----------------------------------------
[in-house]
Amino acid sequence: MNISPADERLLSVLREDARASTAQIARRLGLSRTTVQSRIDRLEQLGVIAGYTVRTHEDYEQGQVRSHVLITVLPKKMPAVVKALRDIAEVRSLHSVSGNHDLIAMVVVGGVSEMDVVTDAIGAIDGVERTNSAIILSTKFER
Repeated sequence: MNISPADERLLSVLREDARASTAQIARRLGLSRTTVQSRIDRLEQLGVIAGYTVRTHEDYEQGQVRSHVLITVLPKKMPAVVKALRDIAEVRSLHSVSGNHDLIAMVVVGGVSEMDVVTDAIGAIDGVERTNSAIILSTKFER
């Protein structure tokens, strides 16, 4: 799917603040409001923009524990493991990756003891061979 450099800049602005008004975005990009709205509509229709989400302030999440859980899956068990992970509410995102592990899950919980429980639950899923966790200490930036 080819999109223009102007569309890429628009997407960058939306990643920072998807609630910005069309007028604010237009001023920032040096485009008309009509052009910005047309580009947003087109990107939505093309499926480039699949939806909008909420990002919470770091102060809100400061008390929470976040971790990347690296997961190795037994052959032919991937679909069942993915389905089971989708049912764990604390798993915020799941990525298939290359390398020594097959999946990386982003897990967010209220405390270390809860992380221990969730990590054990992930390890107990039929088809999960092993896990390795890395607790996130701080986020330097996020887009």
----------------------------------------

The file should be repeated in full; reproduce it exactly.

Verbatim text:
[in-house]
Amino acid sequence: MNISPADERLLSVLREDARASTAQIARRLGLSRTTVQSRIDRLEQLGVIAGYTVRTHEDYEQGQVRSHVLITVLPKKMPAVVKALRDIAEVRSLHSVSGNHDLIAMVVVGGVSEMDVVTDAIGAIDGVERTNSAIILSTKFER
Repeated sequence: MNISPADERLLSVLREDARASTAQIARRLGLSRTTVQSRIDRLEQLGVIAGYTVRTHEDYEQGQVRSHVLITVLPKKMPAVVKALRDIAEVRSLHSVSGNHDLIAMVVVGGVSEMDVVTDAIGAIDGVERTNSAIILSTKFER
């Protein structure tokens, strides 16, 4: 799917603040409001923009524990493991990756003891061979 450099800049602005008004975005990009709205509509229709989400302030999440859980899956068990992970509410995102592990899950919980429980639950899923966790200490930036 080819999109223009102007569309890429628009997407960058939306990643920072998807609630910005069309007028604010237009001023920032040096485009008309009509052009910005047309580009947003087109990107939505093309499926480039699949939806909008909420990002919470770091102060809100400061008390929470976040971790990347690296997961190795037994052959032919991937679909069942993915389905089971989708049912764990604390798993915020799941990525298939290359390398020594097959999946990386982003897990967010209220405390270390809860992380221990969730990590054990992930390890107990039929088809999960092993896990390795890395607790996130701080986020330097996020887009």